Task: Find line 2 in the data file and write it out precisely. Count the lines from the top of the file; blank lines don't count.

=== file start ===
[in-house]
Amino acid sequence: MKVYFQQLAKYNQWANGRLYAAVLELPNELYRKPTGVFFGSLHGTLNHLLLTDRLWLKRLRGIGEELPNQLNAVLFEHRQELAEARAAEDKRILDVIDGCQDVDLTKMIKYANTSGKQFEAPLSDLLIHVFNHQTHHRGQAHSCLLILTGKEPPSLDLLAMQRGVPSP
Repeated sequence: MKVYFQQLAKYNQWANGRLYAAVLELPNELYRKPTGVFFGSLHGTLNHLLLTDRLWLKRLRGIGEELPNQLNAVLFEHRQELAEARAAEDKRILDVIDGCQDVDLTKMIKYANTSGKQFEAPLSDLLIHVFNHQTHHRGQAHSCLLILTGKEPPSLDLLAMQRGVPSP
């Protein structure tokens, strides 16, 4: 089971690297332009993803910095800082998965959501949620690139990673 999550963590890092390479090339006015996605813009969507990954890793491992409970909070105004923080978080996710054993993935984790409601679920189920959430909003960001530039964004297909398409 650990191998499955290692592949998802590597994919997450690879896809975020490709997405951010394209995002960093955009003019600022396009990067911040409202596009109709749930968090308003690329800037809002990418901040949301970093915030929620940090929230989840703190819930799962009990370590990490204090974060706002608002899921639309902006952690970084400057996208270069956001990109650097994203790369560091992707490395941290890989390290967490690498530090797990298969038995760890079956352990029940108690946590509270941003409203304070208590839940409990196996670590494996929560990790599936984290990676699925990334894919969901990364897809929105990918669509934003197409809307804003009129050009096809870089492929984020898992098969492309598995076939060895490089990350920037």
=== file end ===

Amino acid sequence: MKVYFQQLAKYNQWANGRLYAAVLELPNELYRKPTGVFFGSLHGTLNHLLLTDRLWLKRLRGIGEELPNQLNAVLFEHRQELAEARAAEDKRILDVIDGCQDVDLTKMIKYANTSGKQFEAPLSDLLIHVFNHQTHHRGQAHSCLLILTGKEPPSLDLLAMQRGVPSP